mportant imports are machinery, fuel, and other products vital to the tourist industry, such as transportation equipment, live animals, food, tobacco, and chemicals. Exports also include chemicals and food. The European Community accounts for slightly more than three-quarters of foreign trade and most foreign investment.

The strengths of the Economy of Malta are its limestone, a favourable geographic location, and a productive labour force. Malta produces only about 20% of its food needs, has limited freshwater supplies, and has no domestic energy sources. The economy is dependent on foreign trade, manufacturing (especially electronics), tourism and financial services. In 2003, over 1.2 million tourists visited the island. Per capita GDP of $23,200 places Malta just above the middle of the list of European Union (EU) countries in terms of affluence. The island has joined the EU in 2004 despite having been divided politically over the question earlier. A sizable budget deficit was a key concern, but recent initiatives by the government have changed this situation dramatically enough for the country to be admitted into the euro zone as of 1 January 2008.

Possessing few indigenous raw materials and a very small domestic market, Malta based its economic development on the promotion of tourism and labour-intensive exports, though reliance on services and capital-intensive exports has been increasing dramatically for many years. Since the mid-1980s, expansion in these activities has been the principal engine for strong growth in the Maltese economy. Investment in infrastructure since 1987 has stimulated an upswing in Malta’s tourism economic fortunes.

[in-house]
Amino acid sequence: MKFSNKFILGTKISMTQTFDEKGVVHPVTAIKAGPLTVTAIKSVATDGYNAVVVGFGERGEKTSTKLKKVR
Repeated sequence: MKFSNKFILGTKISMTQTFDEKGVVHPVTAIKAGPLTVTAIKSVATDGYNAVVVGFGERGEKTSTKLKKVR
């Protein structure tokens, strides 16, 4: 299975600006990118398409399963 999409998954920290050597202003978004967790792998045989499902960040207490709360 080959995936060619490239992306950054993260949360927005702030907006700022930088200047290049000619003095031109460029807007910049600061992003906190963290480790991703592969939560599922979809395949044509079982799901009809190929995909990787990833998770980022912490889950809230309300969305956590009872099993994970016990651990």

Tourist arrivals and foreign exchange earnings derived from tourism have steadily increased since the 1987 watershed. Following the September 11, 2001 Terrorist Attack, the tourist industry did suffer some temporary setbacks.

With the help of a favourable international economic climate, the availability of domestic resources, and industrial policies that support foreign export-oriented investment, the economy has been able to sustain a period of rapid growth. During the 1990s, Malta’s economic growth has generally continued this brisk pace. Both domestic demand (mainly consumption) boosted by large increases in government spending, and exports of goods and services contributed to this favourable performance.

Buoyed by continued rapid growth, the economy has maintained a relatively low rate of unemployment. Labour market pressures have increased as skilled labour shortages have become more widespread, despite illegal immigration, and real earnings growth has accelerated.

Growing public and private sector demand for credit has led - in the context of interest rate controls - to credit rationing to the private sector and the introduction of noninterest charges by banks. Despite these pressures, consumer price inflation has remained low (2.2% according to the Central Bank of Malta 2nd Quarterly Report in 2007), reflecting the impact of a fixed exchange rate policy (100% hard peg to the euro, in preparation for currency changeover) and lingering price controls

The Maltese Government has pursued a policy of gradual economic liberalization and privatisation, taking some steps to shift the emphasis in trade and financial policies from reliance on direct government intervention and control to policy regimes that allow a greater role for market mechanisms. While change has been very substantial, by international standards, the economy remains fairly regulated and continues to be hampered by some longstanding structural weaknesses.